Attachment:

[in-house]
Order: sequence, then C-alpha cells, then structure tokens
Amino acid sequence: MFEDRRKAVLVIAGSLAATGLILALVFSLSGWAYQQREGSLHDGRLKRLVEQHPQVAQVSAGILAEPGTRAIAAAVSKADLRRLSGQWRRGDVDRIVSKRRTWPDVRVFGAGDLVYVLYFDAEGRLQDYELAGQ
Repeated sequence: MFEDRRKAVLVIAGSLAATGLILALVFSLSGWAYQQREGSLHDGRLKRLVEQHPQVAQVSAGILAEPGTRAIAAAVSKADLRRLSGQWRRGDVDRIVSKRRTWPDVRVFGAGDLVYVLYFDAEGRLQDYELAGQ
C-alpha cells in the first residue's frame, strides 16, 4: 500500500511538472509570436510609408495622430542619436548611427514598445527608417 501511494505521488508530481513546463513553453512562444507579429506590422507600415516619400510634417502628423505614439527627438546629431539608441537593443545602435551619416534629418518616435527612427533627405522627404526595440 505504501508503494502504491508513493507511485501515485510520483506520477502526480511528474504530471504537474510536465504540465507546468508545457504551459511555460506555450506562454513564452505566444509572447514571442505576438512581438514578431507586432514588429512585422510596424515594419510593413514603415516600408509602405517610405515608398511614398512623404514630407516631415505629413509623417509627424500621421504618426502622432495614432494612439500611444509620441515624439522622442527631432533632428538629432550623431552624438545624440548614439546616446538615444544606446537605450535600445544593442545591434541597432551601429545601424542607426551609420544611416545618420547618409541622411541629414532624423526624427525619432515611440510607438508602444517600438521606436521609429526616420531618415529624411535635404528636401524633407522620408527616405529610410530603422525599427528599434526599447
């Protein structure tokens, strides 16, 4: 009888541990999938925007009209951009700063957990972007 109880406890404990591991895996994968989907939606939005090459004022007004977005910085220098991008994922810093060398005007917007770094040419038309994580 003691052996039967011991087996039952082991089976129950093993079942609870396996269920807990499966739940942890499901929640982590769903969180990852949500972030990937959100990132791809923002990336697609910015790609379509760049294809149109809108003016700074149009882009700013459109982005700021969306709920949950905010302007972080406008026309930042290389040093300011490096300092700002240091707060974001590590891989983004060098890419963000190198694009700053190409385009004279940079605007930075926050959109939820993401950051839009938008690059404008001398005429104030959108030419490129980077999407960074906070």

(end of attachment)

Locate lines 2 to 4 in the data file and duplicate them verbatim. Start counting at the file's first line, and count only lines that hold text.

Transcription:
Order: sequence, then C-alpha cells, then structure tokens
Amino acid sequence: MFEDRRKAVLVIAGSLAATGLILALVFSLSGWAYQQREGSLHDGRLKRLVEQHPQVAQVSAGILAEPGTRAIAAAVSKADLRRLSGQWRRGDVDRIVSKRRTWPDVRVFGAGDLVYVLYFDAEGRLQDYELAGQ
Repeated sequence: MFEDRRKAVLVIAGSLAATGLILALVFSLSGWAYQQREGSLHDGRLKRLVEQHPQVAQVSAGILAEPGTRAIAAAVSKADLRRLSGQWRRGDVDRIVSKRRTWPDVRVFGAGDLVYVLYFDAEGRLQDYELAGQ